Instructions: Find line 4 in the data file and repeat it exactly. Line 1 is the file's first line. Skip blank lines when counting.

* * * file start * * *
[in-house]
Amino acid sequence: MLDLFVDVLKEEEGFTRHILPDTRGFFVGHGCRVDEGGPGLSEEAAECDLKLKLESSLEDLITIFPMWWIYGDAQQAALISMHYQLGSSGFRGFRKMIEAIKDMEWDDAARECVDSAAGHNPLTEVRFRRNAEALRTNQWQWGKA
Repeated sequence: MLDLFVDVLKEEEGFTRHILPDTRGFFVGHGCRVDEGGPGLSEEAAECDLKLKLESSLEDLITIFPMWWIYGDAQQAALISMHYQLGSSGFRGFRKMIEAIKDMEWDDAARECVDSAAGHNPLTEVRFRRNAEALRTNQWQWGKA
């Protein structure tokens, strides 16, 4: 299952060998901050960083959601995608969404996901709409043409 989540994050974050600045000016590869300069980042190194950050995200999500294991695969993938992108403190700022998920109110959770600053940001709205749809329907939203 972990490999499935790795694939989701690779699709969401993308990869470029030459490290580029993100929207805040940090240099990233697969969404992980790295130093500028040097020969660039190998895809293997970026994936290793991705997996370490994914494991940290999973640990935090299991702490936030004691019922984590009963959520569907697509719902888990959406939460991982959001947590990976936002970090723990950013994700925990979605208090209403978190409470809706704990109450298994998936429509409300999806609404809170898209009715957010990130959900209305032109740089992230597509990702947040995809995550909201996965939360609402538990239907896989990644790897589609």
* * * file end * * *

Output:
């Protein structure tokens, strides 16, 4: 299952060998901050960083959601995608969404996901709409043409 989540994050974050600045000016590869300069980042190194950050995200999500294991695969993938992108403190700022998920109110959770600053940001709205749809329907939203 972990490999499935790795694939989701690779699709969401993308990869470029030459490290580029993100929207805040940090240099990233697969969404992980790295130093500028040097020969660039190998895809293997970026994936290793991705997996370490994914494991940290999973640990935090299991702490936030004691019922984590009963959520569907697509719902888990959406939460991982959001947590990976936002970090723990950013994700925990979605208090209403978190409470809706704990109450298994998936429509409300999806609404809170898209009715957010990130959900209305032109740089992230597509990702947040995809995550909201996965939360609402538990239907896989990644790897589609």